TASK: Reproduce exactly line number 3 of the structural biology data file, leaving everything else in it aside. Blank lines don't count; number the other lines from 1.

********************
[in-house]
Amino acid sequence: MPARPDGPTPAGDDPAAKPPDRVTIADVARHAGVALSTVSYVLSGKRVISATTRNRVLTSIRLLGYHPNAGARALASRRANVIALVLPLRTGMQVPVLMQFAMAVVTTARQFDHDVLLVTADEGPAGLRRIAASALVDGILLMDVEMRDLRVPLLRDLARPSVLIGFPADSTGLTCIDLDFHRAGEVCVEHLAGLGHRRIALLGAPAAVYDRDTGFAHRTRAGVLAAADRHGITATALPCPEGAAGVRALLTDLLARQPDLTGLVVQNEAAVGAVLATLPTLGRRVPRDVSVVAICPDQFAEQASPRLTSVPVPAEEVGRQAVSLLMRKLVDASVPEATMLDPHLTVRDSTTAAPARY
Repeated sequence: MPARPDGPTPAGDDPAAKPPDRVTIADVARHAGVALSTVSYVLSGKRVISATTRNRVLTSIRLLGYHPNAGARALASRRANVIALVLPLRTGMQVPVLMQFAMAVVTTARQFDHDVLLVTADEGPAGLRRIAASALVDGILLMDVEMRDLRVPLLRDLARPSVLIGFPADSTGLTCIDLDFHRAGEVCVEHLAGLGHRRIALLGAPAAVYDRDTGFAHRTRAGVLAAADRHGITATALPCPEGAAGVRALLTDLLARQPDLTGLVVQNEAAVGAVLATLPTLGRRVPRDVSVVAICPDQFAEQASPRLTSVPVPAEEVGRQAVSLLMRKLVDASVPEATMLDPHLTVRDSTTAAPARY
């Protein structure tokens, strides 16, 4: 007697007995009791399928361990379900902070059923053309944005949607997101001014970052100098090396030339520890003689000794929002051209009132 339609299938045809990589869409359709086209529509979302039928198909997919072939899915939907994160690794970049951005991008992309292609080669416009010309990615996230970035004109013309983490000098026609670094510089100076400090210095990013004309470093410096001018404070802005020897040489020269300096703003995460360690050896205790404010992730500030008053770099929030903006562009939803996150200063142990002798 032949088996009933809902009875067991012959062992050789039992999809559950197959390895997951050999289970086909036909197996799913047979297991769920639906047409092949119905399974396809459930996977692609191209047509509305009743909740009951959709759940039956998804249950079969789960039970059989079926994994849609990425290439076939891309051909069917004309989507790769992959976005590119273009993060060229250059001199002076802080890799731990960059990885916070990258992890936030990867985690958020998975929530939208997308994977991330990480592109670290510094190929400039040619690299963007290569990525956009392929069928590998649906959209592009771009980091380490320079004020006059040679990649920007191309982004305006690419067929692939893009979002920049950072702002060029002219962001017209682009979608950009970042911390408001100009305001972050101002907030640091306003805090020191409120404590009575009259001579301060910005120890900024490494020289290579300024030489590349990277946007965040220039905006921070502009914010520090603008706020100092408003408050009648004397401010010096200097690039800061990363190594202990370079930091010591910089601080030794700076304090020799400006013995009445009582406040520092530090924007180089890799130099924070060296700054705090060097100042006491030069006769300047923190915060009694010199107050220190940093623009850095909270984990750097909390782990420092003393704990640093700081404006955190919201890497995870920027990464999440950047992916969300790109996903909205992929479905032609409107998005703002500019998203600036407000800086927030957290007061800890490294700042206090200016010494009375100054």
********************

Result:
Repeated sequence: MPARPDGPTPAGDDPAAKPPDRVTIADVARHAGVALSTVSYVLSGKRVISATTRNRVLTSIRLLGYHPNAGARALASRRANVIALVLPLRTGMQVPVLMQFAMAVVTTARQFDHDVLLVTADEGPAGLRRIAASALVDGILLMDVEMRDLRVPLLRDLARPSVLIGFPADSTGLTCIDLDFHRAGEVCVEHLAGLGHRRIALLGAPAAVYDRDTGFAHRTRAGVLAAADRHGITATALPCPEGAAGVRALLTDLLARQPDLTGLVVQNEAAVGAVLATLPTLGRRVPRDVSVVAICPDQFAEQASPRLTSVPVPAEEVGRQAVSLLMRKLVDASVPEATMLDPHLTVRDSTTAAPARY